Wednesday, 08 July 2020 13:10

Cubic’s GRIDSMART partners with University of Melbourne to tackle transport challenges due to COVID-19

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Cubic Transportation Systems business division GRIDSMART is partnering with the University of Melbourne to tackle what it says are new transport challenges arising from COVID-19.

According to Cubic Transportation as a result of the global pandemic, many cities around the world are seeing “unprecedented levels of walking and cycling, creating new challenges for urban centres that usually move people on public transport or in cars”.

The company said on Wednesday Melbourne, Sydney and Brisbane are now “busily building extensive new cycle ways to accommodate increasing numbers of cyclists and pedestrians in the urban environment” - with some of Melbourne’s bike routes having reported over 300% more use, “which is set to increase as more people return to work”.

“With the huge additional influx of bikes, pedestrians and cars, there is a significant risk of more congestion and accidents at intersections,” said Chris Bax, vice president of ITS global strategy, Cubic Transportation Systems.

“In order to protect cyclists and reduce congestion, cities must embrace technologies that integrate multiple sources of data to optimise efficiencies.”

Under the iMOVE CRC, Cubic says it is working with the University of Melbourne and several local government agencies to bring the improved detection needed at intersections to tackle current and future challenges.

“The advanced detection system made possible through GRIDSMART allows Machine Learning control strategies to consider all modes of transport, in particular Vulnerable Road Users such as cyclists and pedestrians,” said AIMES Director Professor Majid Sarvi, The University of Melbourne.

Cubic Transportation describes GRIDSMART as a "complete omnidirectional-imaging, real-time computer vision product, comprising hardware and software", that works with the traffic controller to actuate intersections for cars and bikes to provide rich intersection performance data, with GRIDSMART’s SMARTMOUNT Bell camera being installed at strategic locations in the Australian Integrated Multimodal EcoSystem (AIMES), located in the heart of Melbourne.

GRIDSMART uses its fisheye Bell Camera, along with real-time computer vision tracking and deep neural net classification, to track and discriminate bicyclists from other road users as they pass into and through intersections, with the system providing improved safety for bicyclists while simultaneously improving intersection efficiency for multimodal traffic.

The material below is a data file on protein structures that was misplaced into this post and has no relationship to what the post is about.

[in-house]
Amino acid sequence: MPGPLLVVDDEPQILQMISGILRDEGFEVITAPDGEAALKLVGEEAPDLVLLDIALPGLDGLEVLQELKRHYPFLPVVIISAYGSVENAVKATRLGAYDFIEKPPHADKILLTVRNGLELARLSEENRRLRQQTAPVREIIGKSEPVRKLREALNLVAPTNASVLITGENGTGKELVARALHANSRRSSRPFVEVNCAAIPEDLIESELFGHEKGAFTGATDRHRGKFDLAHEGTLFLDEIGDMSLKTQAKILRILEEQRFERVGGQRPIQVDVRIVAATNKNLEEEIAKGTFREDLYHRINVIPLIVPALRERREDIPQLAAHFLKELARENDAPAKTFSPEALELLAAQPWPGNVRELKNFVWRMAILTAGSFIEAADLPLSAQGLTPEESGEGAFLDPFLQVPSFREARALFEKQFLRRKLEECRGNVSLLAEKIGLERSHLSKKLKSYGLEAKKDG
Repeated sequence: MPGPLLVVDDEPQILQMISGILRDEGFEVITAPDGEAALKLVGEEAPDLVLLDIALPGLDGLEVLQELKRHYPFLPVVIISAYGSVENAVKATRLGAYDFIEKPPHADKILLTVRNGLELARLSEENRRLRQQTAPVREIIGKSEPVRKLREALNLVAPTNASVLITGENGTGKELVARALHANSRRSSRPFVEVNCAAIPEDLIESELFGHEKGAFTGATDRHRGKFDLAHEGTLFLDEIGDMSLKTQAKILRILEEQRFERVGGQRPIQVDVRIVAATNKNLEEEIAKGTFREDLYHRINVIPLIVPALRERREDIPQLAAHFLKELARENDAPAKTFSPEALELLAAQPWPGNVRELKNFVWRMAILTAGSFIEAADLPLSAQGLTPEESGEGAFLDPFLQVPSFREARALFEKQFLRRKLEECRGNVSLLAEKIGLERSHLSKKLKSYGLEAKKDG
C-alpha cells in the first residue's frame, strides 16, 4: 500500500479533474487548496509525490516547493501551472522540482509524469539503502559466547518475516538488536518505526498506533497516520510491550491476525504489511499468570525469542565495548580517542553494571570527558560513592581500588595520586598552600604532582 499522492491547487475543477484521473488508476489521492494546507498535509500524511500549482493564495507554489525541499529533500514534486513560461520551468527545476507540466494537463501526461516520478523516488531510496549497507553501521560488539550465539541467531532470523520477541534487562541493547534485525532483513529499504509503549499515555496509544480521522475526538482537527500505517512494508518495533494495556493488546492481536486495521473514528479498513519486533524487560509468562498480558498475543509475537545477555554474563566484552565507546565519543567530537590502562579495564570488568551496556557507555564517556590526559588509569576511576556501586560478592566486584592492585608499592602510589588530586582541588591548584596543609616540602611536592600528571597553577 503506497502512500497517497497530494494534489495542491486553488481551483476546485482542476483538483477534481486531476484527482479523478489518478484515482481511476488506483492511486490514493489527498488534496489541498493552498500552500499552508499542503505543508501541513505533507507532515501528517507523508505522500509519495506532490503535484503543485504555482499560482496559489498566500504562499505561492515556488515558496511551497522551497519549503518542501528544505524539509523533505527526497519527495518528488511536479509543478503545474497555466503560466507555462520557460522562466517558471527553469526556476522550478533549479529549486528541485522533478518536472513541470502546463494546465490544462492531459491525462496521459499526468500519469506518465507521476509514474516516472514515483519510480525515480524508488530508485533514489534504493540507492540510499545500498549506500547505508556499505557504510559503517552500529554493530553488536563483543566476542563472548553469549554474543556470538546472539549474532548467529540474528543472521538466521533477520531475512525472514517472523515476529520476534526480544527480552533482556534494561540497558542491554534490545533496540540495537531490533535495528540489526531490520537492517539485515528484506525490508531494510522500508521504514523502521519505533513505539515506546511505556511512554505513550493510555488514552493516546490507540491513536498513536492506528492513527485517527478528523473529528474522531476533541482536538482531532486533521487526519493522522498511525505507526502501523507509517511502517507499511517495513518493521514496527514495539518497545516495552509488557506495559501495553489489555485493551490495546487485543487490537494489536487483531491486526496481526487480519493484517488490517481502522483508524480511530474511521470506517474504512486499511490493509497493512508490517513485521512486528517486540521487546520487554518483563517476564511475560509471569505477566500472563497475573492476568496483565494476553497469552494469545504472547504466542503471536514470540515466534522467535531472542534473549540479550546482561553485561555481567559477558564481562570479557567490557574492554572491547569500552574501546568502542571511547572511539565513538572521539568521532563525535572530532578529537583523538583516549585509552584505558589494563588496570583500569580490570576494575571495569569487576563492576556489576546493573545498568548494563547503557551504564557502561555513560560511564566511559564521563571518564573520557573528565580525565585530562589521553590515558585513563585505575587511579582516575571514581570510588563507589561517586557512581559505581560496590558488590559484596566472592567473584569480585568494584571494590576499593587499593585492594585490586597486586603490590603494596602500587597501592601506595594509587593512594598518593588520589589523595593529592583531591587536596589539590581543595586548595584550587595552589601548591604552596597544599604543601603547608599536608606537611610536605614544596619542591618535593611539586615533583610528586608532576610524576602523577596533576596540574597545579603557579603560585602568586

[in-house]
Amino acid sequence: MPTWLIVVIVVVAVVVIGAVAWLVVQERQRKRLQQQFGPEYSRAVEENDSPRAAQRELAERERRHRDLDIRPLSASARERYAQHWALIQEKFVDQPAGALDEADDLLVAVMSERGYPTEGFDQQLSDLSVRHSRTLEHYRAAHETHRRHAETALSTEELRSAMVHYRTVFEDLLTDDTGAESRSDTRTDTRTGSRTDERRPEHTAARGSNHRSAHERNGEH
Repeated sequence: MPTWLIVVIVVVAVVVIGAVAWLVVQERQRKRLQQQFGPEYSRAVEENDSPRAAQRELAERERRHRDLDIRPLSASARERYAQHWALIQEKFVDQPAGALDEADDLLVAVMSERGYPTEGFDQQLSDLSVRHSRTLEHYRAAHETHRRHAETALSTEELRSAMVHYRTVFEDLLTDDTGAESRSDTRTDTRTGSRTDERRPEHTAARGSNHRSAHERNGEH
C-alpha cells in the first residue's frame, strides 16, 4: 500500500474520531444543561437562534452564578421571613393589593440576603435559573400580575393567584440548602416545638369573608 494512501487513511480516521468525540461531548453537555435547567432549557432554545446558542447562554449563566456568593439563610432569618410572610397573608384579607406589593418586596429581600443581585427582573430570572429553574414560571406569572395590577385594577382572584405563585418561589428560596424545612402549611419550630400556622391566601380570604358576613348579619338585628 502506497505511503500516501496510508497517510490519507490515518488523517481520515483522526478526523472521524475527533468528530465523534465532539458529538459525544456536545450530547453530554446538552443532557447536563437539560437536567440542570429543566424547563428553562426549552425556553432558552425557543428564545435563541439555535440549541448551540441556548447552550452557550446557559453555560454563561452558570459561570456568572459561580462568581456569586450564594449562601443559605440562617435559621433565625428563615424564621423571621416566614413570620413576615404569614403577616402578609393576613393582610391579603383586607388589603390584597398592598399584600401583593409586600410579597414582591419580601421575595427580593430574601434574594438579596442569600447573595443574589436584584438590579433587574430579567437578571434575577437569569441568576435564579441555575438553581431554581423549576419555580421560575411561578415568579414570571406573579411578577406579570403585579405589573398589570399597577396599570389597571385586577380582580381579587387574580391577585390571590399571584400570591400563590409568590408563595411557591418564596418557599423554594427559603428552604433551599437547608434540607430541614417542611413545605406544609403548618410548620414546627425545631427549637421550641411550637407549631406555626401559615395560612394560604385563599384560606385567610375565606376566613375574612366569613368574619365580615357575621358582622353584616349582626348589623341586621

“The GRIDSMART technology provides a 360-degree live view of all traffic at the intersection. The system tracks cyclists as they travel through the intersection, providing the correct amount of green time for individuals based on their chosen path and speed,” said Chris Bax.

“It also aims to produce improved road safety by detecting wrong way driving and increase situational awareness by providing live video from the intersection.”

Bax said that to meet the new hurdles resulting from changes in transport patterns, drivers will need to be better informed, buses will need to be expedited with signal prioritisation and crowded walkways must be dispersed safely - and by utilising big data and artificial intelligence, GRIDSMART technology will help to address these needs.

“The GRIDSMART camera is constantly learning, so it knows not to give priority to a turning vehicle when there’s just one car waiting, but instead considers how many cars are waiting before it decides to actually start to give right turns,” said Bax.

“It also categorises vehicles, so we can distinguish between cyclists, cars, and trucks.”

“Our partnership with Cubic and the cutting edge technologies they have developed and deployed in AIMES are helping to achieve our vision of delivering safer, cleaner and more sustainable transport outcomes,” concluded Professor Sarvi.

The GRIDSMART cameras are expected to be fully installed and go live in September this year.


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Peter Dinham

Peter Dinham - retired and is a "volunteer" writer for iTWire. He is a veteran journalist and corporate communications consultant. He has worked as a journalist in all forms of media – newspapers/magazines, radio, television, press agency and now, online – including with the Canberra Times, The Examiner (Tasmania), the ABC and AAP-Reuters. As a freelance journalist he also had articles published in Australian and overseas magazines. He worked in the corporate communications/public relations sector, in-house with an airline, and as a senior executive in Australia of the world’s largest communications consultancy, Burson-Marsteller. He also ran his own communications consultancy and was a co-founder in Australia of the global photographic agency, the Image Bank (now Getty Images).

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